In February 2012 I was in my second semester of graduate school at the University of Toronto. I lived in a tiny, bright apartment with my dear friend Amy and we decided that it was time to add a third roommate to our lives.
We went to the animal shelter in our neighborhood and browsed the cats. I stopped to look at all of the big orange male cats because they reminded me of my childhood cat Paws. “We need a girl cat!” Amy said, “for our feminist apartment!”
She picked out a tiny grey cat tucked away on the bottom row of cages. “Oh look at this one!” she said.
I bent down to take a look. I studied the little cat and said, “This one? Her eyes are almost crusted shut!” Dried green pus covered her eyes. A vet tech nearby said, “Oh she has the cat flu because she’s been in here for so long! She actually came to us from ANOTHER shelter. Poor little girl!”
I took a look at her name and age, “Celine, age 8 years. 50% off.”
“Why is she 50% off?” I asked the vet tech.
“Because she’s an older kitty. All of the older cats are half off because nobody ever wants them.”
“Alright, Amy!” I said, “This is our new cat!”
We took home our beautiful $50 cat and over the next few days gave her eye drops, tons of affection, and fed her the best cat food we could buy. Deciding that “Celine” was too human of a name for a cat, we tried out a few other names including “Paw Paw” and “Emerald” and finally decided on “Little Babe” or “Lil B” for short.
She blossomed over the next few months and Amy and I fell in love with her. Her bright green eyes were the greenest eyes I’d ever seen on any animal and a little brown speck next to her pupil made her eyes even more beautiful. Any time we had visitors to our apartment they commented on how beautiful she was, how much her face looked like a little kitten face, and how big her eyes were.
She also had the scratchiest meow that sounded like fingernails on a chalkboard. We joked that it sounded like the voice of an old woman who had been smoking for her entire life. And Lil B loved to meow. She would run to the apartment door every time we came home and meow non-stop in her scratchy voice. I grew accustomed to that abrasive voice of hers and began to love that scratchy little meow.
When I finished grad school I moved back to Pittsburgh for an internship and brought Lil B with me across the US/Canada border. I loaded everything I owned into my 1993 Honda Accord, with Lil B in her cat carrier on the front passenger seat facing me as I drove. I put all of her adoption paperwork and updated shot information into a folder and offered to show it to the border patrol guard.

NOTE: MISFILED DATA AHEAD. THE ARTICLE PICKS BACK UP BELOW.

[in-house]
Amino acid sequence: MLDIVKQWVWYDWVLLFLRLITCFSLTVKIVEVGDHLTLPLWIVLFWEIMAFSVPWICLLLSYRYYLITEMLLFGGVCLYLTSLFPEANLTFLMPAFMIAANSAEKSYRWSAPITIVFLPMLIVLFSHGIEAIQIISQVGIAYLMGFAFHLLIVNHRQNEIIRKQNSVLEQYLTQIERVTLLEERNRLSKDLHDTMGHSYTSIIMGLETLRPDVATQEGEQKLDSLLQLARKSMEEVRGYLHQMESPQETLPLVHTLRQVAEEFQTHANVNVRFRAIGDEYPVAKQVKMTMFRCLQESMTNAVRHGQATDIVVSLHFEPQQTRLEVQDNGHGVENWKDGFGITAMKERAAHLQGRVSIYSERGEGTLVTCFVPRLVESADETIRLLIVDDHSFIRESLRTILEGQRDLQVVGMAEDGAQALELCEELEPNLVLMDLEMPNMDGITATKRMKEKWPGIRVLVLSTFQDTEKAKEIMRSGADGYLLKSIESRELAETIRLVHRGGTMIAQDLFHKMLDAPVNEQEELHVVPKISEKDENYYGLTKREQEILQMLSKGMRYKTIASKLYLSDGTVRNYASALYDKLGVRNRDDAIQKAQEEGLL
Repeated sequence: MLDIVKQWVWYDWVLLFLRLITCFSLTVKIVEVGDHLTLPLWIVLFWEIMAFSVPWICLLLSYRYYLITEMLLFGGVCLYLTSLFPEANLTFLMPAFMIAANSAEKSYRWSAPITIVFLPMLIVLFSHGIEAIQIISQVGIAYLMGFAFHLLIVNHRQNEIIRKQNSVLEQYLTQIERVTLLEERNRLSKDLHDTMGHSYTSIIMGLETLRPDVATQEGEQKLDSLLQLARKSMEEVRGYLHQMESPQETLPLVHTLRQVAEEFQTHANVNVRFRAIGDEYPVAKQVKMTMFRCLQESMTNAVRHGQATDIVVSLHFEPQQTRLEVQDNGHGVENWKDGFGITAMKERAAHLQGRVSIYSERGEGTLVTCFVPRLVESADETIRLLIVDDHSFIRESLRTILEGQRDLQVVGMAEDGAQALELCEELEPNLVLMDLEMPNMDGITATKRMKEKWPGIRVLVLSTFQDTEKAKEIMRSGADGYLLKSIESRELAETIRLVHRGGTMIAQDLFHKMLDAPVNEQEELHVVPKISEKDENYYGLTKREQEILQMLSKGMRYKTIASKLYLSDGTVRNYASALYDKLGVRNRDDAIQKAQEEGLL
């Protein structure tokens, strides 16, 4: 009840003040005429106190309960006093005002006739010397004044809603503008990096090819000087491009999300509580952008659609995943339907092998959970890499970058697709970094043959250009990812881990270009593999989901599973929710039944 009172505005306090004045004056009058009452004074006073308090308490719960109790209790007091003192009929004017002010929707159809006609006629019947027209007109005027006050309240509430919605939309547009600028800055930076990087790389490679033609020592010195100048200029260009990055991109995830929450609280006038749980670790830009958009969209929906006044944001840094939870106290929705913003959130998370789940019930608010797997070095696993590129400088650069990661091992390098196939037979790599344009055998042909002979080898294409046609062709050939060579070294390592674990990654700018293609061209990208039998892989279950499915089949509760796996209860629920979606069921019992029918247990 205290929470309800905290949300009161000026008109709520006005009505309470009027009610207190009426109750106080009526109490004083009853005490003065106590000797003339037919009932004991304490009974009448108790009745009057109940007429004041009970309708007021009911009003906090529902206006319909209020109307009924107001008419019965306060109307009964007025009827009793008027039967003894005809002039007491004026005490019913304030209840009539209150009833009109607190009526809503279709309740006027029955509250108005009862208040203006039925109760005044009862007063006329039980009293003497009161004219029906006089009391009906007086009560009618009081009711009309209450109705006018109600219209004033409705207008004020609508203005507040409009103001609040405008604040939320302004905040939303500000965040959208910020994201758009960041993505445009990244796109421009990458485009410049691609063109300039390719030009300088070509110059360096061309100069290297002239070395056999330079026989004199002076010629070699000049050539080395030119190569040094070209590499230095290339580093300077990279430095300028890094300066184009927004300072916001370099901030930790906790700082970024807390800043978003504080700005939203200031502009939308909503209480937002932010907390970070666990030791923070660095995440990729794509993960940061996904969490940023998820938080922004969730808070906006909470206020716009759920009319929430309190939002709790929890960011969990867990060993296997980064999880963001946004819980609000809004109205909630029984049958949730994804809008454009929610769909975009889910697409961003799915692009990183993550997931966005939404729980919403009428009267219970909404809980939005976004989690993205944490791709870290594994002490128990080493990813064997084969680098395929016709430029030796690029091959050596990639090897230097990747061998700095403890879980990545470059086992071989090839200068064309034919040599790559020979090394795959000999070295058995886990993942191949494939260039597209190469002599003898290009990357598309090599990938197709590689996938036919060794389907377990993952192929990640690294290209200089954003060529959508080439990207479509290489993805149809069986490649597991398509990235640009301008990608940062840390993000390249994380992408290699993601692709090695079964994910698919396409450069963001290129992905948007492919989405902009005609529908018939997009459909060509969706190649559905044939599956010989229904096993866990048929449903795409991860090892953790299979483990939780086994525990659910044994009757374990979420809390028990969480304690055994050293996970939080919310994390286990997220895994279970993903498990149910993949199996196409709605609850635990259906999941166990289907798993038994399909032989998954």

“What’s this?” he asked.
“Paperwork for my cat,” I said.
“I don’t care about the cat,” he said, brushing the folder away. “Welcome back to the United States.”
That summer Lil B lived with me and my mom in my childhood home until I could save up enough money to rent an apartment in Bloomfield. “Bloom where you’re planted” was my guiding principle at that time so I thought it was fate when I found an apartment in a neighborhood with that time.
In this apartment I let Lil B outside for the first time since I’d adopted her. She loved to lay on the sunny concrete porch, eat the grass in our 5′ x 10′ yard, and run up the porch stairs to the upstairs neighbors where she would taunt their fat indoor cat who lay in the window all day long.
We moved from that apartment onto the second floor of a large Victorian home on the other side of the city in Wilkinsburg. In this apartment, Lil B only ever went outside to bask in the sun on the fire escape where she would flirt with “Mister” the downstairs cat. Unfortunately Mister didn’t have the same feelings for Lil B and he would hiss and scratch her. But she loved him so much. She would put her butt straight up into the air and become totally passive, purring extra loud when he was around.
When I became pregnant and virtually horizontal for 9 months (first because of nausea and later because of sheer laziness) Lil B never left my side. When I was in bed she would lay on my stomach with her face pressed against mine, as if she knew that I was in discomfort and needed her to stay with me.
When Eliot was born, Lil B panicked. For the first six months after he was born, Lil B would only come out at night while he slept. Tearing through the apartment every night and meowing as loud as she could with that scratchy voice of hers, she made it clear that she was not happy with this new addition to our family.
From Wilkinsburg we moved to Lawrenceville into a hot, second floor apartment with a really shitty front door that never locked properly. One weekend while we were away, the building door was left unlocked and the door to our apartment was kicked down by someone who then stole pretty much everything of value that we owned.
We came home that night to find our front door missing and most of our belongings taken but my first thought was, “I hope Lil B is OK.”
I cried when I found her, hiding under our bed, so relieved that she hadn’t run away or been hurt.